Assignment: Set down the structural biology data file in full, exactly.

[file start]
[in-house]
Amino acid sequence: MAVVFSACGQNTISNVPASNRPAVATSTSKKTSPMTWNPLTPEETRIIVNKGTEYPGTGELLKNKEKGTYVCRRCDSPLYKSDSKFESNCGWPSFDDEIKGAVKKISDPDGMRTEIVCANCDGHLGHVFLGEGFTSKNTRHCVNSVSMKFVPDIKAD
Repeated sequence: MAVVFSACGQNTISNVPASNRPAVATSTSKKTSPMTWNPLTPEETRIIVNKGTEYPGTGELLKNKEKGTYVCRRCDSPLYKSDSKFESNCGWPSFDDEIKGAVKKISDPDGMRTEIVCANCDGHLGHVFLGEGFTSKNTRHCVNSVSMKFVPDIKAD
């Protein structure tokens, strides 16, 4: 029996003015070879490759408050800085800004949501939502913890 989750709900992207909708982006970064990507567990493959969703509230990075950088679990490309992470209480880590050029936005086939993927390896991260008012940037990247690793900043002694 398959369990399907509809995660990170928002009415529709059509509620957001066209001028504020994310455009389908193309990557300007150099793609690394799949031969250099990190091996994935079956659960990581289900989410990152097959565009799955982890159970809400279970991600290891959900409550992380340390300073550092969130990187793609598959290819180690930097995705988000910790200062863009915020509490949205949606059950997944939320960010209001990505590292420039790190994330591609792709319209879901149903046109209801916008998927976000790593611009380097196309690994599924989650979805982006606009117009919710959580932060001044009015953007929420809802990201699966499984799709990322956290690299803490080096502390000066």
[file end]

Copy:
[in-house]
Amino acid sequence: MAVVFSACGQNTISNVPASNRPAVATSTSKKTSPMTWNPLTPEETRIIVNKGTEYPGTGELLKNKEKGTYVCRRCDSPLYKSDSKFESNCGWPSFDDEIKGAVKKISDPDGMRTEIVCANCDGHLGHVFLGEGFTSKNTRHCVNSVSMKFVPDIKAD
Repeated sequence: MAVVFSACGQNTISNVPASNRPAVATSTSKKTSPMTWNPLTPEETRIIVNKGTEYPGTGELLKNKEKGTYVCRRCDSPLYKSDSKFESNCGWPSFDDEIKGAVKKISDPDGMRTEIVCANCDGHLGHVFLGEGFTSKNTRHCVNSVSMKFVPDIKAD
């Protein structure tokens, strides 16, 4: 029996003015070879490759408050800085800004949501939502913890 989750709900992207909708982006970064990507567990493959969703509230990075950088679990490309992470209480880590050029936005086939993927390896991260008012940037990247690793900043002694 398959369990399907509809995660990170928002009415529709059509509620957001066209001028504020994310455009389908193309990557300007150099793609690394799949031969250099990190091996994935079956659960990581289900989410990152097959565009799955982890159970809400279970991600290891959900409550992380340390300073550092969130990187793609598959290819180690930097995705988000910790200062863009915020509490949205949606059950997944939320960010209001990505590292420039790190994330591609792709319209879901149903046109209801916008998927976000790593611009380097196309690994599924989650979805982006606009117009919710959580932060001044009015953007929420809802990201699966499984799709990322956290690299803490080096502390000066």